Mount Tabor is part of the Israel National Trail and there are also many biking trails on and around the mountain. Cyclists can stay overnight at the HooHa Cyclists’ House in nearby Kfar Tavor village. Tourists can sample wines at the Tabor Winery, or make their own sweet almond confectionary at the Marzipan Museum and factory.
Mary’s Well and Nazareth
The 2,000-year-old city of Nazareth, with its 30 churches and monasteries, is a highlight of Christian trips to Israel. That’s because this city nine miles west of Mount Tabor is where Jesus most probably was raised. The phrase “Jesus of Nazareth” appears 17 times in Christian Scriptures.
Mary’s Well is the centerpiece of Spring Plaza, which was renovated as part of millennium celebrations in 2000. At that time, archeologists discovered the remains of tunnels and pools from different periods, which are now described in an exhibition at City Hall. The well’s current shape is based on pictures taken by 19th century Christian pilgrims.
About 100 feet south of Spring Plaza, above the actual spring supplying the well, is St. Gabriel Church of the Annunciation. Greek Orthodox tradition maintains that this is where the angel Gabriel revealed to Mary that she would give birth to Jesus.
The nearby Basilica of the Annunciation sits above the grotto where Roman Catholics believe Joseph and Mary lived and where Mary received the angel’s announcement. The present building was constructed on the ruins of churches dating back to Byzantine (324-634 CE) and Crusader (1095-1291) times, some of which are still visible. A $24 million commercial complex under construction is planned to include a 186-room hotel with a rooftop restaurant overlooking the Basilica.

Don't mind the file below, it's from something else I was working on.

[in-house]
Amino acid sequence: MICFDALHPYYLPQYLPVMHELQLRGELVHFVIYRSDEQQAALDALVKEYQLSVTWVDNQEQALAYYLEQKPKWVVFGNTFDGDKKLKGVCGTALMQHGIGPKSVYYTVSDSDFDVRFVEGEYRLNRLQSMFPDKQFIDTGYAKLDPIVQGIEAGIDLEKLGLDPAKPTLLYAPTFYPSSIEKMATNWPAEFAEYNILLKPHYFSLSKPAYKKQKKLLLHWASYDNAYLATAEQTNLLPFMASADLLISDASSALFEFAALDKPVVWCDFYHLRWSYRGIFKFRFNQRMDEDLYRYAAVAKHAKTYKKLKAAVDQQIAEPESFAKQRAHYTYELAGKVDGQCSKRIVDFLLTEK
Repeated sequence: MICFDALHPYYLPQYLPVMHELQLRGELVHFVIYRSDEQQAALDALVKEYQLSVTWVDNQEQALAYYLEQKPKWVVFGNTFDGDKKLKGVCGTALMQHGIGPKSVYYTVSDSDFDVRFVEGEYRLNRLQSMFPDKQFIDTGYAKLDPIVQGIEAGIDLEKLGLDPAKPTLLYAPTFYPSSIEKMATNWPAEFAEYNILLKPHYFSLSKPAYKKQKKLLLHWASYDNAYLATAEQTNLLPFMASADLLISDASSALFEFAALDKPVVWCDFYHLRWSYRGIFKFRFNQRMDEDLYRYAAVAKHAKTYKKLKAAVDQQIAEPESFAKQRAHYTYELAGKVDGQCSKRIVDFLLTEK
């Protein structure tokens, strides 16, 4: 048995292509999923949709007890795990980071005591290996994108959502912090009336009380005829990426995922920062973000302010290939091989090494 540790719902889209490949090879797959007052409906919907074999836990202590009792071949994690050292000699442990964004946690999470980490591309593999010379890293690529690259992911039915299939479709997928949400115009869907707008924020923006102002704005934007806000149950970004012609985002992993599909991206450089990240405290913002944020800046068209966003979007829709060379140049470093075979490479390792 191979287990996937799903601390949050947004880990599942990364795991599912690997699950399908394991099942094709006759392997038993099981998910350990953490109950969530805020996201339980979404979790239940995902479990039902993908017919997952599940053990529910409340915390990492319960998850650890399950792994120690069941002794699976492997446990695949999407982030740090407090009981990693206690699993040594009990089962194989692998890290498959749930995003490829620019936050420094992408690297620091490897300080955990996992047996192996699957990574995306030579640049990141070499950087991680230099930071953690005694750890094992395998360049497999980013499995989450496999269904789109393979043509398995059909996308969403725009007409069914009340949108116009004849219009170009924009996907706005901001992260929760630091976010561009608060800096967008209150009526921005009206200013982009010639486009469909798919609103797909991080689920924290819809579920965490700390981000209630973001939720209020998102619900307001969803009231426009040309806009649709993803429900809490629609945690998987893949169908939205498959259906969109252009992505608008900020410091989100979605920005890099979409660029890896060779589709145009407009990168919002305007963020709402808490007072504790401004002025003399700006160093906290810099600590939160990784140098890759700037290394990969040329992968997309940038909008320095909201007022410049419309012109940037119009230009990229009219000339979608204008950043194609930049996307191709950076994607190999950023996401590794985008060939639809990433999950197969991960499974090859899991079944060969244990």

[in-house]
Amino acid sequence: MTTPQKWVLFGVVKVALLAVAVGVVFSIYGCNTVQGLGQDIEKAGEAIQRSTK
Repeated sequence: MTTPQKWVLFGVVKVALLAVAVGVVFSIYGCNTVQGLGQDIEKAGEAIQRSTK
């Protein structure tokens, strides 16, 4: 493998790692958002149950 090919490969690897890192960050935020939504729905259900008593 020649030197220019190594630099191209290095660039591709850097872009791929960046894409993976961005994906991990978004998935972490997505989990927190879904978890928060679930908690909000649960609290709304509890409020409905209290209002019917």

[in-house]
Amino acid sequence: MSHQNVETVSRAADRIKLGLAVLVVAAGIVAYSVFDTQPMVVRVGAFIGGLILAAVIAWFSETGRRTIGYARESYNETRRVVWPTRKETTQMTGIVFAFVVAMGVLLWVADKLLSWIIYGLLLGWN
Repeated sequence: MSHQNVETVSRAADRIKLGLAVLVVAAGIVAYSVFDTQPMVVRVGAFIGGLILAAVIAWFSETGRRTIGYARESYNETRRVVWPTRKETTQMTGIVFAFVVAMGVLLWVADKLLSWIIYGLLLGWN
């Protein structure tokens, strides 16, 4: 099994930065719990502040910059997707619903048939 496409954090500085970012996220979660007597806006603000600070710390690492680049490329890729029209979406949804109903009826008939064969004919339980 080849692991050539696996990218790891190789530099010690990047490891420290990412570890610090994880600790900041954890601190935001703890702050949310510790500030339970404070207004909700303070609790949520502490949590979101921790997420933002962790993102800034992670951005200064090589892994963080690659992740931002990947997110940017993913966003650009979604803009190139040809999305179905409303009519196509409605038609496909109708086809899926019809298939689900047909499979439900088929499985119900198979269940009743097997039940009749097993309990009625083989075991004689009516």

The Mary of Nazareth International Center was opened in 2010 by the Chemin Neuf Community, offering an audiovisual journey (in several different languages) into the life of the Virgin Mary and the Marian roots of Christianity.
Nazareth Sisters Convent offers subterranean tours of ancient tombs, columns and houses possibly dating back to the Roman period in the Holy Land, which started around 37 BCE and continued until the Byzantine conquest. There’s a small museum exhibiting old coins and pottery, and an enclosed courtyard and guest rooms.
Other Nazareth sites of Christian interest are the Church of St. Joseph, built on the ruins of agricultural buildings where Joseph’s carpentry shop is believed to have been located, and the Crusader-era Synagogue Church, next to the Greek Catholic Church in the middle of the old market. According to tradition, this was once the synagogue where Jesus prayed and preached.